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Lung Disease & Respiratory Health Center

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Interventional Pulmonology

Interventional pulmonology is a relatively new field in pulmonary medicine. Interventional pulmonology uses endoscopy and other tools to diagnose and treat conditions in the lungs and chest.

These procedures may be offered by pulmonologists (lung specialists) who have undergone extra training. Cardiothoracic and other surgeons also routinely perform interventional pulmonology procedures.

Recommended Related to Lung Disease/Respiratory Problems

Pulmonary Fibrosis

"Fibrosis" is a term used to refer to scarring, so pulmonary fibrosis means scarring in the lungs. Pulmonary fibrosis can be caused by many conditions, including chronic inflammatory processes (like sarcoidosis or Wegener's granulomatosis), infections, environmental agents (asbestos, silica, exposure to certain gases), exposure to ionizing radiation (such as radiation therapy to treat tumors of the chest), chronic conditions (lupus, rheumatoid arthritis), and certain drugs, such as nitrofurantoin...

Read the Pulmonary Fibrosis article > >

Interventional Pulmonology Procedures

Procedures for interventional pulmonolgy include:

Flexible bronchoscopy. Bronchoscopy is the most common interventional pulmonology procedure. During bronchoscopy, a doctor advances a flexible endoscope (bronchoscope) through a person's mouth or nose into the windpipe. The doctor advances the bronchoscope through the airways in each lung, checking for problems. Images from inside the lung are displayed on a video screen.

The bronchoscope has a channel at its tip, through which a doctor can pass small tools. Using these tools, the doctor can perform several other interventional pulmonology procedures.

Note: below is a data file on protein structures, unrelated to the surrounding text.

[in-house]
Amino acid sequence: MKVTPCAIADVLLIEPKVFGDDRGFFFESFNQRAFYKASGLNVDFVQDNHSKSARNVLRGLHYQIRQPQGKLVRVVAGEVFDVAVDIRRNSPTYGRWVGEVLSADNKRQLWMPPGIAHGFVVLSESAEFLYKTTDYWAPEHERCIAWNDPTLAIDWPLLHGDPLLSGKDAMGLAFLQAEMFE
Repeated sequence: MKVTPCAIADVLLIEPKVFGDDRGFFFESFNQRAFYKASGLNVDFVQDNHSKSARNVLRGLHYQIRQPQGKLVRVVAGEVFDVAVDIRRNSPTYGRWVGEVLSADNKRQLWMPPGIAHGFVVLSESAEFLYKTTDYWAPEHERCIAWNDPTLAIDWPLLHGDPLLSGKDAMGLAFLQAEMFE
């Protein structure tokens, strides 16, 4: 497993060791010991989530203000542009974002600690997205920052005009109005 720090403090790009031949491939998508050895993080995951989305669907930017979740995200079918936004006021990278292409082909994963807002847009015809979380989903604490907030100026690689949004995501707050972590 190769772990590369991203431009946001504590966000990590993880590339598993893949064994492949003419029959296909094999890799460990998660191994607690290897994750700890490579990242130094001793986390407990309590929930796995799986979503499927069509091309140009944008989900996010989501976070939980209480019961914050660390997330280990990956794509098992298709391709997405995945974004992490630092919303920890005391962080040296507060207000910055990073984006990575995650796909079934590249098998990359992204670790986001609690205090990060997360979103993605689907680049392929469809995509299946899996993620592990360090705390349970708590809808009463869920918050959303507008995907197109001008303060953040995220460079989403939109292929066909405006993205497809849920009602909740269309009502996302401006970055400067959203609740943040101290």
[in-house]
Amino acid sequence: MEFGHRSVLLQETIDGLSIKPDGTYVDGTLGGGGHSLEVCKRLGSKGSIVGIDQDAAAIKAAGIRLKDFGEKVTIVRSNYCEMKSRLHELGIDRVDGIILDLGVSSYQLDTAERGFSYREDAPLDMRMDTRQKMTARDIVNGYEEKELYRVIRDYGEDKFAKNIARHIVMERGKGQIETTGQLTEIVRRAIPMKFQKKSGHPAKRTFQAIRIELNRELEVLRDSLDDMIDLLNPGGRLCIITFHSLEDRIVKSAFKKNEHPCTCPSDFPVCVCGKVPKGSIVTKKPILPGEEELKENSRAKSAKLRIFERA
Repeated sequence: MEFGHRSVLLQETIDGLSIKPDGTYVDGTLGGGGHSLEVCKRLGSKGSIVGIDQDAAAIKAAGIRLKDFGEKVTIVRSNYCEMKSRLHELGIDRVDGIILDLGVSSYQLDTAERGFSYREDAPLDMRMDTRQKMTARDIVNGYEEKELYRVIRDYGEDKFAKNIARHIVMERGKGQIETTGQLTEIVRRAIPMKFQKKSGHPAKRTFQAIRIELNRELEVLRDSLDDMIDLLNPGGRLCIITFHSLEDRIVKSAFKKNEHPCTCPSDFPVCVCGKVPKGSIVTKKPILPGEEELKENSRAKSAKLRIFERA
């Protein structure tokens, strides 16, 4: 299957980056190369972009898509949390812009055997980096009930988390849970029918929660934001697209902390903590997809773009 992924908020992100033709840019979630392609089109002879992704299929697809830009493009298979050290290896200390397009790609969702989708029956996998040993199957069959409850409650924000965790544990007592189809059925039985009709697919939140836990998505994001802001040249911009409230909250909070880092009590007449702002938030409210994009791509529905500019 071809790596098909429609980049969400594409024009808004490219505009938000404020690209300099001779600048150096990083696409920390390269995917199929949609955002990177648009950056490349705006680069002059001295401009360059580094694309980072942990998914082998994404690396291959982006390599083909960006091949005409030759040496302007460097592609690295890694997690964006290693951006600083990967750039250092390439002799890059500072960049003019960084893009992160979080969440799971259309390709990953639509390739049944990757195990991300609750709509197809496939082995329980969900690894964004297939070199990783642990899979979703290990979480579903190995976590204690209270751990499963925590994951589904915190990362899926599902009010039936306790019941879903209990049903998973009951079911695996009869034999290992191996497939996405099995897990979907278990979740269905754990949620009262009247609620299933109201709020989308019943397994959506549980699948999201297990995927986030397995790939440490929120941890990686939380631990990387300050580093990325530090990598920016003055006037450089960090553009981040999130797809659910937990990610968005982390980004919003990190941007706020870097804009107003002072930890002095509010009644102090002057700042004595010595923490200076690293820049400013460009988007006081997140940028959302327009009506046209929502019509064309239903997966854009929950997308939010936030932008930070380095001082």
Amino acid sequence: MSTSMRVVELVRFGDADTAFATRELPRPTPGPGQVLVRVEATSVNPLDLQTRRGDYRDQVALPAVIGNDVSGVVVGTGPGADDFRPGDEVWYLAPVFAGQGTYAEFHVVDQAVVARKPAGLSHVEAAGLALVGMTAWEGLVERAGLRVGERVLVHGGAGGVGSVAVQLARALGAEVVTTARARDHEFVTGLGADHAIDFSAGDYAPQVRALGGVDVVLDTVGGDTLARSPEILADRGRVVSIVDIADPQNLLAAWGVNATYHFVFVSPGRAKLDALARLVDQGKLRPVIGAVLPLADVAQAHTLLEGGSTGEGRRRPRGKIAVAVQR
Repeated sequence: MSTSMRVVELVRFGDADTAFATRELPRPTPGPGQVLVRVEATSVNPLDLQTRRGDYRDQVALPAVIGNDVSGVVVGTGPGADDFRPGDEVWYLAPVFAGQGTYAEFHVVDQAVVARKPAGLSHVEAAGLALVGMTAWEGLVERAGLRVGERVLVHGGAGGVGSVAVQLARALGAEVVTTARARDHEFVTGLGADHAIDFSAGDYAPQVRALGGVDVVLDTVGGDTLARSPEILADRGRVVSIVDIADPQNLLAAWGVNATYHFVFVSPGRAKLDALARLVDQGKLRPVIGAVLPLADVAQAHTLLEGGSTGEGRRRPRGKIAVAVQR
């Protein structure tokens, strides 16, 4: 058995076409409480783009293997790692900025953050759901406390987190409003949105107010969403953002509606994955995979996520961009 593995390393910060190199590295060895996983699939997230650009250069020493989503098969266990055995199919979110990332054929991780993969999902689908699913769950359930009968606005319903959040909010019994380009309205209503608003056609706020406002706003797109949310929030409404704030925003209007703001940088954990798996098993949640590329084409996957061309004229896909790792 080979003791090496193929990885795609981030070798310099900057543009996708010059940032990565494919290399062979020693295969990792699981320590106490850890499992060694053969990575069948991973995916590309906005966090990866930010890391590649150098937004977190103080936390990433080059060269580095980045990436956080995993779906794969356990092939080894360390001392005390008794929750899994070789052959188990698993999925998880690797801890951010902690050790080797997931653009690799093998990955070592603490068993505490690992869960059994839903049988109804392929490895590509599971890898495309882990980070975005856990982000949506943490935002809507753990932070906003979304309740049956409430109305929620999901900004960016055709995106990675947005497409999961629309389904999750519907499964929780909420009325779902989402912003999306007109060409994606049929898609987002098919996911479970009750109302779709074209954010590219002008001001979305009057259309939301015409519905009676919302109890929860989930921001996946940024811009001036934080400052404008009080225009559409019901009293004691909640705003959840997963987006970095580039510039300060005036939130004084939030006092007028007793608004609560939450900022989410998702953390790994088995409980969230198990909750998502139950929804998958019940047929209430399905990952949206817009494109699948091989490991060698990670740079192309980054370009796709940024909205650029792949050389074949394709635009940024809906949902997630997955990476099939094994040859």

Bronchoalveolar lavage. Bronchoalveolar lavage is performed during bronchoscopy. Sterile water is injected through the bronchoscope into a segment of the lung. The fluid is then suctioned back and sent for tests. Bronchoalveolar lavage can help diagnose infection, cancer, bleeding, and other conditions.

Biopsy of lung or lymph node. During bronchoscopy, a doctor may collect a small piece of tissue from either the lung or a nearby lymph node. The interventional pulmonologist can use a needle or forceps advanced through the bronchoscope to get a sample of tissue. Biopsies can detect cancer, infection, sarcoidosis, and other conditions.

For people with lung cancer or other cancers, interventional pulmonology biopsies can often accurately identify spread of cancer into lymph nodes. This can prevent unnecessary surgery or help determine the best choice for treatment.

Airway stent (bronchial stent). Advanced cancer or certain other conditions can constrict or compress an airway tube (bronchus). If the bronchus becomes blocked, difficulty breathing, cough, and pneumonia can result.

Using a bronchoscope, a doctor can advance a wire mesh stent into a narrowed airway. Expanding the stent can open a bronchus and relieve symptoms caused by the constriction.

Balloon bronchoplasty. A doctor advances a deflated balloon into a section of abnormally narrowed airway. By inflating the balloon with water, the airway is expanded, potentially relieving symptoms. Balloon bronchoplasty may be performed prior to airway stent placement to help expand a bronchus.

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